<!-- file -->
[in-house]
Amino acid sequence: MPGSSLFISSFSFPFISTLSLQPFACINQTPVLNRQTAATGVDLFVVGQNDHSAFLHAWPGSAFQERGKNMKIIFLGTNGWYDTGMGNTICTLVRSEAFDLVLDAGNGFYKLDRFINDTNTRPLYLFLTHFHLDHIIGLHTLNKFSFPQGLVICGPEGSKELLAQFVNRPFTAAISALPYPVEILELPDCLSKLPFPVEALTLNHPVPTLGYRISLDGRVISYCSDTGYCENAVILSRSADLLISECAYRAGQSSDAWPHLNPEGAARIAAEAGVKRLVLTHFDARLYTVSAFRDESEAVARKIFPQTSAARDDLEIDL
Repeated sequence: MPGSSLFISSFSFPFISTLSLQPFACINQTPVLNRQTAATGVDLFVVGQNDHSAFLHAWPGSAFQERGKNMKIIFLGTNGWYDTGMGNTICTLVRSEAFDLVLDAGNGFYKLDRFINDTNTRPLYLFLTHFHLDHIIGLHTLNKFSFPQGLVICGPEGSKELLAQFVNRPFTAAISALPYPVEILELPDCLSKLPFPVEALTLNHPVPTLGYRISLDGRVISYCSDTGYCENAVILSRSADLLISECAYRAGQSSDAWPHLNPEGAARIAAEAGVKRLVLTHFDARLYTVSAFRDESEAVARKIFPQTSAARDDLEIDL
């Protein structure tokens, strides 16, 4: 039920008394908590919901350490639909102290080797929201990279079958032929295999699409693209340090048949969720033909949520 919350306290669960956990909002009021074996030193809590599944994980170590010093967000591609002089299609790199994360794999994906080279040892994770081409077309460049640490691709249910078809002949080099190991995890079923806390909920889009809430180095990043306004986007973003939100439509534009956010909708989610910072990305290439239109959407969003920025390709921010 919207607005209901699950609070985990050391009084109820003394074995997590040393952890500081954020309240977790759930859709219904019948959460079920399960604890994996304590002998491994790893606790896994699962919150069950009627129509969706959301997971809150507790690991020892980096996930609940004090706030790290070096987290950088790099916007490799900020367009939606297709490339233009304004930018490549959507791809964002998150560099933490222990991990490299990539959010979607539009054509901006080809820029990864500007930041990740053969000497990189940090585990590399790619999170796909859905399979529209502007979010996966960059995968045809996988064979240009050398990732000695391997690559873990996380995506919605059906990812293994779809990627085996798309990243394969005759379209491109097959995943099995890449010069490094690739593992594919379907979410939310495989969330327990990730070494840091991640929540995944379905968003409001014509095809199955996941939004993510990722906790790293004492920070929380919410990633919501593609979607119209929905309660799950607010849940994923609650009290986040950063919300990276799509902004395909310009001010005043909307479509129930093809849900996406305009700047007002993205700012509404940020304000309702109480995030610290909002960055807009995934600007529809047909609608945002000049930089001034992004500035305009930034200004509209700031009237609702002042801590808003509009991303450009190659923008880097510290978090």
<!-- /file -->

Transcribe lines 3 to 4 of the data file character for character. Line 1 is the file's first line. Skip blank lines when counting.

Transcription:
Repeated sequence: MPGSSLFISSFSFPFISTLSLQPFACINQTPVLNRQTAATGVDLFVVGQNDHSAFLHAWPGSAFQERGKNMKIIFLGTNGWYDTGMGNTICTLVRSEAFDLVLDAGNGFYKLDRFINDTNTRPLYLFLTHFHLDHIIGLHTLNKFSFPQGLVICGPEGSKELLAQFVNRPFTAAISALPYPVEILELPDCLSKLPFPVEALTLNHPVPTLGYRISLDGRVISYCSDTGYCENAVILSRSADLLISECAYRAGQSSDAWPHLNPEGAARIAAEAGVKRLVLTHFDARLYTVSAFRDESEAVARKIFPQTSAARDDLEIDL
């Protein structure tokens, strides 16, 4: 039920008394908590919901350490639909102290080797929201990279079958032929295999699409693209340090048949969720033909949520 919350306290669960956990909002009021074996030193809590599944994980170590010093967000591609002089299609790199994360794999994906080279040892994770081409077309460049640490691709249910078809002949080099190991995890079923806390909920889009809430180095990043306004986007973003939100439509534009956010909708989610910072990305290439239109959407969003920025390709921010 919207607005209901699950609070985990050391009084109820003394074995997590040393952890500081954020309240977790759930859709219904019948959460079920399960604890994996304590002998491994790893606790896994699962919150069950009627129509969706959301997971809150507790690991020892980096996930609940004090706030790290070096987290950088790099916007490799900020367009939606297709490339233009304004930018490549959507791809964002998150560099933490222990991990490299990539959010979607539009054509901006080809820029990864500007930041990740053969000497990189940090585990590399790619999170796909859905399979529209502007979010996966960059995968045809996988064979240009050398990732000695391997690559873990996380995506919605059906990812293994779809990627085996798309990243394969005759379209491109097959995943099995890449010069490094690739593992594919379907979410939310495989969330327990990730070494840091991640929540995944379905968003409001014509095809199955996941939004993510990722906790790293004492920070929380919410990633919501593609979607119209929905309660799950607010849940994923609650009290986040950063919300990276799509902004395909310009001010005043909307479509129930093809849900996406305009700047007002993205700012509404940020304000309702109480995030610290909002960055807009995934600007529809047909609608945002000049930089001034992004500035305009930034200004509209700031009237609702002042801590808003509009991303450009190659923008880097510290978090």